Q - Ambrish Srivastava

Okay, thanks Bill. A question for you Scott, lot of growth drivers going on, if you think to ’06 how would you rank order the top 3? And I realized in each of the 3 segments categories, there are several as you could please just give us a top 2, thanks?

A - Scott McGregor

I think that’s hard to, and as you pointed out we do have a lot of different growth drivers, so it depends a little bit how fast, for example 802.11n rolls out this year. So, it will be a little hard for us to pick the top 3, but there are lot of them in every single area and I think that’s something different about Broadcom than many other companies, many companies are bidding on 1 or 2 growth drivers and we have a dozen or more.

Q - Ambrish Srivastava

Thanks Scott, and thanks Bill.

Operator

Our next question comes from Jeremy Bunting from Thomas Weisel. Please go ahead.

Q - Jenny Shea

Good afternoon, this is Jenny Shea calling in for Jeremy. I just want to kind of hold in on your communications and convergence being here, you gave sort of market, adoption growth rate for your Voiceover IP shipping to adjust on cable modems. I was wondering in terms of the other ingredient technologies that you mentioned earlier, which one that you just expect to also experience similar growth rate in terms of units in convergence for ’06?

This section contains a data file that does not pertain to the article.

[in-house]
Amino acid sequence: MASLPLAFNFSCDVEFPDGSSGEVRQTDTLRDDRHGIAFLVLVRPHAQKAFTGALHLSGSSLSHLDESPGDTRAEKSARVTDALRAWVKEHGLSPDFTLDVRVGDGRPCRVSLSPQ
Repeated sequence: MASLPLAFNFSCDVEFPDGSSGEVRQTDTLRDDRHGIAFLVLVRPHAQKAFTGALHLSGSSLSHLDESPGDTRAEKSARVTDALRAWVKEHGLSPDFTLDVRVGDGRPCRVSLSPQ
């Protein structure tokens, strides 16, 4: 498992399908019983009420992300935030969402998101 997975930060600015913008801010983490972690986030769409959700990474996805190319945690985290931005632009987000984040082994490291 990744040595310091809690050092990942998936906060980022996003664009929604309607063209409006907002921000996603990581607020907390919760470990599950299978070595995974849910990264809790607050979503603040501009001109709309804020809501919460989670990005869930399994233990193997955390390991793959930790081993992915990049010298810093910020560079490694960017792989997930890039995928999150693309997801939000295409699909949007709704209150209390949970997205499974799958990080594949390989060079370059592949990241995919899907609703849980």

A - Scott McGregor

We believe that Multimedia is a really big area and today we are seeing that start to deploy in handheld devices, but just the ability to handle Multimedia and HD video streams and things like that, across the PC markets and other things. We think its going to be big. So taking that video technology and applying it for all the different devices is certainly a big area of convergence, also if you take voice we mentioned Voiceover IP applying to a number of different areas, and also bringing data to things like Cell phones, Cell phones will become more sophisticated will be able to run more applications to process data as you get some of the 3G cellular standards like HSDPA, HSUPA you will get decent data rates to the phones, which will make them a more attractive device for some of the personal information management kind of applications. So those are a few, but we see it as a very pronounced theme and driving a lot of the direction we are heading with our products.

Q - Jenny Shea

Okay, and I just a quick question on ADSL, do you expect to have any sort of product shipping towards the end, yeah I know you are more focused on ADSL2Plus you have the nice design win attraction there, which is not going to change, but for ADSL2.